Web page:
What Do You Get For Your Rates Dollar?

Budgeting for ourfuture

 

A question has been circulating on social media recently – Do you think you get good value from the money you spend on council rates? 

Firstly it’s important to know that your rates are partly calculated based on the value of your land, as set by the Valuer General NSW.  This means that changes in the local property market are reflected in Council’s rates model to ensure fairness and equity for ratepayers. When land valuations increase, the rates of individual ratepayers may go up or down, but Council’s total rates income does not change.

In addition, a fixed amount per property (base rate) is set by Council and is reflective of the rate type (residential, business, farmland or mining) and where you live.  This information is published annually in Council’s Combined Delivery Program and Operational Plan. 

Your Council aims to provide the best value for money services for our community while ensuring financial sustainability and seeking to maximise income where appropriate.  For every dollar residents pay in rates and annual charges, Council matches it from other funding sources. Over the past five years Council has obtained over $75 million in grant funding for the community.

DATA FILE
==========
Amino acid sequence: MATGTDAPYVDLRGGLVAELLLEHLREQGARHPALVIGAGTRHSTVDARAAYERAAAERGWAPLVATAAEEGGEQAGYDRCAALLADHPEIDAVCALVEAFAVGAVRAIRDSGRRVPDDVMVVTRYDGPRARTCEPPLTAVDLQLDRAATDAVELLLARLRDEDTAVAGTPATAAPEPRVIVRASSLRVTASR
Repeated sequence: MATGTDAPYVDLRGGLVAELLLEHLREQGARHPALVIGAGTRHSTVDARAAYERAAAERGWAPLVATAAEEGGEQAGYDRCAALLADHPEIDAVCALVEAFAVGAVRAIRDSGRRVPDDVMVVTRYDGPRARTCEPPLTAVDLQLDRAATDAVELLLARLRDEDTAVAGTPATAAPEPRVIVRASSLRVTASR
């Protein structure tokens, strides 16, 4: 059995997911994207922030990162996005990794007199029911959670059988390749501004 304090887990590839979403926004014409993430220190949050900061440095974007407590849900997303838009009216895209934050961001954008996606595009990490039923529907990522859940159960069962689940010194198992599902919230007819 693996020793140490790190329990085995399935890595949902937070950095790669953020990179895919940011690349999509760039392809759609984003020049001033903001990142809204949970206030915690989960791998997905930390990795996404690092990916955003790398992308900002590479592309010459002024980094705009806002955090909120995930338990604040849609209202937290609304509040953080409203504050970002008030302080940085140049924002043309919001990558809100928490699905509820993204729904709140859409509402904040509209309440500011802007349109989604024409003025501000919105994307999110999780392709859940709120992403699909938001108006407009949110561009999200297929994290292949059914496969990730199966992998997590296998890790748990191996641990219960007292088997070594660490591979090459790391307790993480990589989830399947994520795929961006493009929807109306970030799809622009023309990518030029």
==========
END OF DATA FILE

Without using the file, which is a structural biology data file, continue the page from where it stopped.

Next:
However the role of local government is changing and has come a long way since the days of roads, rates and rubbish. Today, we now fund many more services to meet our community’s needs and expectations.  Some of these include:

  • Parks, sports grounds, playgrounds and community halls;
  • Libraries, arts and culture;
  • Community development services for children, youth, older people, people living with a disability and Aboriginal and Torres Strait Islander People;
  • Public and environmental health;
  • Environmental sustainability projects and invasive species management;
  • Development services such as development applications and certifications;
  • Transport services including roads, footpaths, car parks, road safety and traffic facilities;
  • Business development, events and tourism;
  • Land use and natural environmental planning;
  • Stormwater and flood management;
  • Emergency management;
  • Community and council strategic planning;
  • Executive, communication and support services

Council is also impacted by cost shifting from other levels of government, for example, a requirement to fund half of pensioner concessions and the transfer of responsibilities for some roads.

Like many NSW councils, Lithgow City Council is experiencing significant challenges in achieving long-term financial sustainability while continuing to provide agreed levels of service into the future.  In 2019/20 Council plans to apply for a new Special Rate Variation of 4.23%.

If an application is successful, the impact on ratepayers in 2019/20 compared to what their rates would be if the current 4.77% SRV ceases, will be 9% plus the annual rate peg amount.  The actual year-on-year increase will be on average around $1 per week for residential ratepayers.

An online Rates Calculator has been developed so that you can assess the impact that the proposed Special Rate Variation will have on your rates – go to the Special Rate Variation site on www.haveyoursay.lithgow.com and click on Rates Calculator. 

 

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